You mean like the title character’s hatred of the people he is supposed to be serving in return for a paycheck? Umm… I think the INTENT was that how he hates was supposed to be hilarious, but the result seems to be falling short of that goal.
Historians have worried for years that the movement to digital formats will leave nothing for future historians and archaeologists to find. Most of the histories and artifacts we have found, and built our understanding of the past upon, were things created to be appreciated by human beings, like art and literature. How is somebody 1000 years from now even going to figure out that this little plastic postage stamp includes transistor junctions set to encode an image, or a moving picture, or a recording of a voice, or words of text, let alone what the content is?
After its inevitable apocalypse, the digital age is probably going to be seen by historians as a silent age in which nothing of any significance happened.
Also, a lot of military surplus stuff that’s too big and dangerous to be sold to civilians is being sold for pennies on the dollar (or just flat out given) to police departments. I’m not sure what use the police department in a peaceful suburban town has for an armed and armored Humvee that can drive through a brick wall (mostly the 4th of July parade, far as I can tell), but several towns around here seem to have them. Courtesy of the DoD. Your tax dollars at work.
I pretty much agree with you, but it does seem to me that the disgraced ex-president’s narcissism, his desire to have everyone in the world thinking about him all the time, has brought us to this juncture. I can remember when I could go whole days without thinking about politics, when gags in a comic were just gags in a comic. Wasn’t that long ago… maybe as recently as 2015? Then this guy came along, running for president and trying to worming his way into every conversation and every online exchange, until it seemed that no matter what we started out talking about, we ended talking about the Orange One.
Well, I for one have had enough! This strip is a gag about Einstein, and I will not let the Man Who Would Be Dictator (but just wound up as a spud) hijack it!
BTW, when Einstein said imagination beats knowledge, he was not talking about imagination in an absence of knowledge. Coming up with something like relativity required a great deal of knowledge about the current state of physics. The “imagination” part is how Einstein was able to use and expand upon that knowledge without being constrained by it.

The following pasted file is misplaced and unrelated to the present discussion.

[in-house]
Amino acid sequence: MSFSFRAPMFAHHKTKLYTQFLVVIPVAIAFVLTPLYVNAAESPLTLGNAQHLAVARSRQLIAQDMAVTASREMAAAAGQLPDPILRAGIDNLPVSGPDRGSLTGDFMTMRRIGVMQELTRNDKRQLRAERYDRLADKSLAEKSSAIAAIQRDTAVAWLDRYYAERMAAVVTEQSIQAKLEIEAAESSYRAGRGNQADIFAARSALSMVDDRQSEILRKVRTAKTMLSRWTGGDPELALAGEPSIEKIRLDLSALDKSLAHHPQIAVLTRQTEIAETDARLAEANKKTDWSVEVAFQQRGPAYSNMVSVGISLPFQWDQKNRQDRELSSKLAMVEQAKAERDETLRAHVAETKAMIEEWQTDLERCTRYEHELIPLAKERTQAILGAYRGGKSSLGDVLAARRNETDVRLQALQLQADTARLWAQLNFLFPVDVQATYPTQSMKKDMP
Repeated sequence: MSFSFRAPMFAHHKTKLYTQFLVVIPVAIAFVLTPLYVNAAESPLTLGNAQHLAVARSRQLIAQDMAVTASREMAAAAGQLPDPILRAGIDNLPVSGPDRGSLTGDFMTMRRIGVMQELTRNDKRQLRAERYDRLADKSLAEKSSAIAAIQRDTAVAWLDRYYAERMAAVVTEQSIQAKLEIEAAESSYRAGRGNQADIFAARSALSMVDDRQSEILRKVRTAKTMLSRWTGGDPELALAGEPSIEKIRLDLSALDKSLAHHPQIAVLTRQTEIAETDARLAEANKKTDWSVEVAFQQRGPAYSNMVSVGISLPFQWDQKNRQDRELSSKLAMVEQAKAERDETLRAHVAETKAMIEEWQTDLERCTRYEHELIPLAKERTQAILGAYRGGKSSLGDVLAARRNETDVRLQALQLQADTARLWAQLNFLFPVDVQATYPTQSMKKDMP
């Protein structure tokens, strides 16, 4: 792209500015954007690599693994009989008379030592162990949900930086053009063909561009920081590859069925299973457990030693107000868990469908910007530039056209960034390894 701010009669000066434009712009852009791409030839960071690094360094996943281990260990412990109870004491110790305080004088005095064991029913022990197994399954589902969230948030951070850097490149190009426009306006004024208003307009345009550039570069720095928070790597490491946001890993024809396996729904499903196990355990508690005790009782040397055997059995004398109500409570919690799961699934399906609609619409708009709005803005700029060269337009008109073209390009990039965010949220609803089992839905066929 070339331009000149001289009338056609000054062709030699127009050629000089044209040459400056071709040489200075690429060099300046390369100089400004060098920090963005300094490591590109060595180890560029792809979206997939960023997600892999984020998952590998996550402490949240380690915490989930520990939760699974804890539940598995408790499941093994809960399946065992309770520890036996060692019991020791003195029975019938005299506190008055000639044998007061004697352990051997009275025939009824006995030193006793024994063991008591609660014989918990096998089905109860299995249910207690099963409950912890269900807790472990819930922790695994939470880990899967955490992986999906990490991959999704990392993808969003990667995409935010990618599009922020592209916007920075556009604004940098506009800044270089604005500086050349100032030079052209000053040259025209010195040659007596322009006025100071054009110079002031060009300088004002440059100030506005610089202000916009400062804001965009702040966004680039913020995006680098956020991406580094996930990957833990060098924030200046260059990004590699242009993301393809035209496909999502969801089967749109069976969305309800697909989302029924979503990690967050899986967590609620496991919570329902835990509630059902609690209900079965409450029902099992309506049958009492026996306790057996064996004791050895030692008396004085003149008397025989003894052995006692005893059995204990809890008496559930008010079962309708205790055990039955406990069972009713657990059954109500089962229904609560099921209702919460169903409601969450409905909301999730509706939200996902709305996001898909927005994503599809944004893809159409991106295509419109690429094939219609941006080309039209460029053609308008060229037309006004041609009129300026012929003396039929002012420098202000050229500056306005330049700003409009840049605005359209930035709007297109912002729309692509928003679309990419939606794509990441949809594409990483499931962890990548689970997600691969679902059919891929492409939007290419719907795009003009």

Actually, Ed’s spot-on: Granny is known all over town for how she colors fabrics. (I was going to say “how she colors her hair,” but the GC colorist kinda shut that out by making it Gray Number Four.)
(Joke credit to Rich “Svengoolie” Koz, who once turned Lon Chaney’s “Wolfman” line “I just want to die” into the opening of a hair-dye ad parody.)
Why isn’t Ed riding on the short bus?
Your knowledge needs a bit of updating. Ayers drew “Crankshaft” for many years, from the strip’s debut in June of 1987 until he handed it over to Dan Davis in April of 2017. Many of us see Davis as primarily cutting-and-pasting Chuck’s art and adding relatively little of his own. This is not necessarily a criticism, as reusing art is a fairly common practice throughout the comics industry (look at how often June Brigman re-uses her own art in “Mary Worth”). Though the shading, looking like a combination of spiderwebs and mildew, does provide lots of snark-fodder.
Not quite. R’s are more like that species of parasitic wasps that replicate the ants’ pheremones and insert their own eggs into the ant colony, which then feeds and tends them until they emerge from their pupal casings and devour the queen.
If you look closely at its headlights, even the bus seems to be rolling its eyes at the lack of a joke (or much of anything else) in today’s strip. I appreciate that attention to detail from the B-A-D (Batiuk-Ayers-Davis) creative team.
Y’know, sometimes it’s better to have it in your pants that between your ears.